Wednesday, 22 October 2014

(296) October 23: Jeremiah 9-10 & 1 Timothy 3

Ask God to open your mind, heart and will to understand, delight in and obey what you read.

To discover:­
As you read consider what we learn about God’s judgement.

To ponder:
Jeremiah vividly describes the tension within him: He would weep desperately over the slain of his people whilst desiring to be separated from them because of their spiritual unfaithfulness, sin and deception even of friends (9v1-6). God declares that he will refine, test and punish them for this. The sense is that through their trials they will become purer (9v7-9). Here God himself states he will weep over the devastation on the land, but lay waste Judah and Jerusalem (9v10-11). Asking who is wise enough to understand, he then explains this is because the people forsook his law, stubbornly following their fathers in worshipping Baals (the Canaanite gods). So God will bring hardship, scattering them and pursuing them with a sword (9v12-16). He therefore tells the people to call professional female mourners to wail over their tears, ruin, shame, death, and destruction even of children (9v17-22). In the light of all this, he also calls people to boast in nothing, no wisdom, strength or riches, but only in understanding and knowing him as the one who exercises and delights in kindness, justice and righteousness (9v23-24). This is the perspective judgement always brings. It ends all that human beings might esteem, showing that in an ultimate sense, all that really matters is knowing and imaging God. In the light of this, Jeremiah can say that without circumcised hearts (ie. hearts that have cut off sin in devotion to God), Israel are just like the uncircumcised pagan nations and so will be punished accordingly. This teaches that circumcision was always intended to signify the love and obedience towards God that makes someone truly one of his covenant people (see Deut 6v4-12, Rom 2v29).
            With this likeness to the nations in mind, God goes on to command Israel not to follow their ways by fearing astronomical occurrences. He declares their customs worthless as they make idols from wood and metal that can neither speak nor walk, and so are obviously no more to be feared than a scarecrow (10v1-5). Here Jeremiah declares God’s unique greatness and power, meaning that he alone should be revered by all and as king of the nations. He describes how none of the nations’ wise men are like God. Rather, they are fools, being taught by idols that craftsmen have made. By contrast, the LORD is the true and living God, the eternal king, whose wrath causes the earth to tremble and cannot be endured (10v6-10). This should breed discernment in a culture where intellectuals are revered who don’t know God, but let their atheistic presuppositions govern their views, just as these people would have let their idols govern theirs.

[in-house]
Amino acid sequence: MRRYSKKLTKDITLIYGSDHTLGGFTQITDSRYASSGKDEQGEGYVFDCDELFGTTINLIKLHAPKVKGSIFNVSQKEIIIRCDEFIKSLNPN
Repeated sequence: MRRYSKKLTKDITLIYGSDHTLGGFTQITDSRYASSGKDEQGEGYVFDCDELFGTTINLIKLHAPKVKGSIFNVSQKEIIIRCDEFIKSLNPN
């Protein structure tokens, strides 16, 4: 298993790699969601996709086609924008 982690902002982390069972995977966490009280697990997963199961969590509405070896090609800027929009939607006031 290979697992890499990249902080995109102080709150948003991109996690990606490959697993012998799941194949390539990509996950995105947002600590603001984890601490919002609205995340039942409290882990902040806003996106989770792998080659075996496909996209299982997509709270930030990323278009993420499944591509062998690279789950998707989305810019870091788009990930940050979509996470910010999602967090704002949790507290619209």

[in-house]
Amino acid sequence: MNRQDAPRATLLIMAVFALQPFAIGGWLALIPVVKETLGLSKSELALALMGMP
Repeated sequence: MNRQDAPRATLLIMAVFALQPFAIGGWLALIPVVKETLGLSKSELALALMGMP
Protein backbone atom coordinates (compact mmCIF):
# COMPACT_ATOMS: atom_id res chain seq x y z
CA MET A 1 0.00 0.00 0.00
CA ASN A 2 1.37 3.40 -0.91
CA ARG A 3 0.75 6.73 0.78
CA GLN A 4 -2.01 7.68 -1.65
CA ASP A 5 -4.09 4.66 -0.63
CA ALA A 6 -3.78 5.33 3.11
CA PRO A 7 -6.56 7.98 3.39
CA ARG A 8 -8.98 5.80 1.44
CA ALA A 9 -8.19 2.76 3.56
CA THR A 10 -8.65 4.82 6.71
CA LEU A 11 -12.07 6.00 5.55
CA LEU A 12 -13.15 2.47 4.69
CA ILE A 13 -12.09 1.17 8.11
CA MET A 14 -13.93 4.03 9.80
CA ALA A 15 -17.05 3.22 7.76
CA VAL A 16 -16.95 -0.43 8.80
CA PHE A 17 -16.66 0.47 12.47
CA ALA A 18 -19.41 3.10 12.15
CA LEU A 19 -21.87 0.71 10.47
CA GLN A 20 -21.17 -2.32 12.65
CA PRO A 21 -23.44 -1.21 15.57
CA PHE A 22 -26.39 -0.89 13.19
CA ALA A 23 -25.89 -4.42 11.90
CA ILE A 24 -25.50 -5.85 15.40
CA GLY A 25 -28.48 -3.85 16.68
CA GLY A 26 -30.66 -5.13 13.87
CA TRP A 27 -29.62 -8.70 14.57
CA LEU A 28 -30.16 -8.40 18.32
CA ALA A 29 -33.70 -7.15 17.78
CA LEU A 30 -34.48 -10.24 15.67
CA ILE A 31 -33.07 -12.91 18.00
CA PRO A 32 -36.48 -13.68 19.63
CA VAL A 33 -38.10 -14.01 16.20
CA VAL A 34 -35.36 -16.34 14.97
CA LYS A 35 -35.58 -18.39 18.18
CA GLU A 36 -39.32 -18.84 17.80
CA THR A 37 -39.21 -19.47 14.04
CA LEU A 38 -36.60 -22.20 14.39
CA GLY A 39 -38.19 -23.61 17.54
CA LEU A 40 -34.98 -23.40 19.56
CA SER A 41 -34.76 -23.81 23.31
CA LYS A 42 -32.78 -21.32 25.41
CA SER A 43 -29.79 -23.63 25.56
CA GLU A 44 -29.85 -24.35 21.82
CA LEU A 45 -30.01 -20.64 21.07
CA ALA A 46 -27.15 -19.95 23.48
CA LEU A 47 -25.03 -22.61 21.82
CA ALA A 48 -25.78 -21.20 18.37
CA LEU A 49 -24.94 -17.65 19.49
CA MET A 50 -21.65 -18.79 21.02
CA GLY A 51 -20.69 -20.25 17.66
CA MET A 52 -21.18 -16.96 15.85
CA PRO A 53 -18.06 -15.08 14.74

Jeremiah states how such idols will perish because they did not creat the universe, whereas God did create in power – so he should be feared, and wisdom – so he should be listened to. Everyone is therefore said to be ignorant, under the influence of their idols. By contrast, God, as the portion (ie. inheritance) of Jacob (Israel), is the maker of all, including Israel, which is his inheritance. The point is that Israel should be looking to him not idols, as he is not only the creator, but is their God and they are his people (10v11-16). It is similarly tragic for Christians to turn from the true God who is committed to them, to the false beliefs of the world, that leave people so foolish in their thinking (as Rom 1v18-32).
            The prophet continues to call the people under siege to ready their belongings for exile because God has declared this is what he is bringing about. Jeremiah then utters a cry of “woe” that represents that of the nation: It is over an incurable wound or sickness, which is that his tent (dwelling) and sons (people) are destroyed. The shepherds (religious leaders) lack all sense in not enquiring of God, and so they don’t prosper and their flock (the people) are scattered, as the report of commotion from the north is heard – an army coming to desolate the land (10v17-22). It is when church leaders don’t heed God’s word, that a church and nation becomes more susceptible to God’s judgement.
            Perhaps as a last attempt to seek mercy, Jeremiah seems to acknowledge that the LORD’s purpose was behind Israel’s rebellion, as he ultimately governs how someone’s life spans out. He then prays for justice – which would account for these circumstances, rather than anger – which responds only to the deeds themselves. It reminds us that the final judgement will not excuse sin, but will account for differing circumstances that may have led to it. Jeremiah’s prayer is, however, that he might survive, and in representing Israel, that it might in some form too. Nevertheless, he also prays for God’s wrath against the nations for devouring Jacob and his homeland (10v23-25). 

Praying it home:
Praise God that in justice he accounts for all circumstances. Pray that we would not boast in or esteem anything but understanding and knowing God.

Thinking further:
None today.

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